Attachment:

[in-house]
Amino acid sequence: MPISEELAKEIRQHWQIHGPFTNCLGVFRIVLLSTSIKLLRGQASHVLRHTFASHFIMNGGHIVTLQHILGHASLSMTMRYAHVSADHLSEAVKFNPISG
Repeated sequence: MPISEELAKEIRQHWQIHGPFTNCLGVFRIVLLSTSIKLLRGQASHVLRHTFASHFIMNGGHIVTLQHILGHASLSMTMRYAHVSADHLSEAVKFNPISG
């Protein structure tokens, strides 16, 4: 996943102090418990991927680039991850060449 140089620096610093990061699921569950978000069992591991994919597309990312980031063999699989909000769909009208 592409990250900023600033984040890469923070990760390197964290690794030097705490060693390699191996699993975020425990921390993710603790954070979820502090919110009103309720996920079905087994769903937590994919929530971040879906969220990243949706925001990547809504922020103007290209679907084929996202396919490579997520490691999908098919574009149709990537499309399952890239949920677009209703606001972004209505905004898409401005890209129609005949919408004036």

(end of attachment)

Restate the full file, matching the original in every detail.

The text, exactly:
[in-house]
Amino acid sequence: MPISEELAKEIRQHWQIHGPFTNCLGVFRIVLLSTSIKLLRGQASHVLRHTFASHFIMNGGHIVTLQHILGHASLSMTMRYAHVSADHLSEAVKFNPISG
Repeated sequence: MPISEELAKEIRQHWQIHGPFTNCLGVFRIVLLSTSIKLLRGQASHVLRHTFASHFIMNGGHIVTLQHILGHASLSMTMRYAHVSADHLSEAVKFNPISG
């Protein structure tokens, strides 16, 4: 996943102090418990991927680039991850060449 140089620096610093990061699921569950978000069992591991994919597309990312980031063999699989909000769909009208 592409990250900023600033984040890469923070990760390197964290690794030097705490060693390699191996699993975020425990921390993710603790954070979820502090919110009103309720996920079905087994769903937590994919929530971040879906969220990243949706925001990547809504922020103007290209679907084929996202396919490579997520490691999908098919574009149709990537499309399952890239949920677009209703606001972004209505905004898409401005890209129609005949919408004036």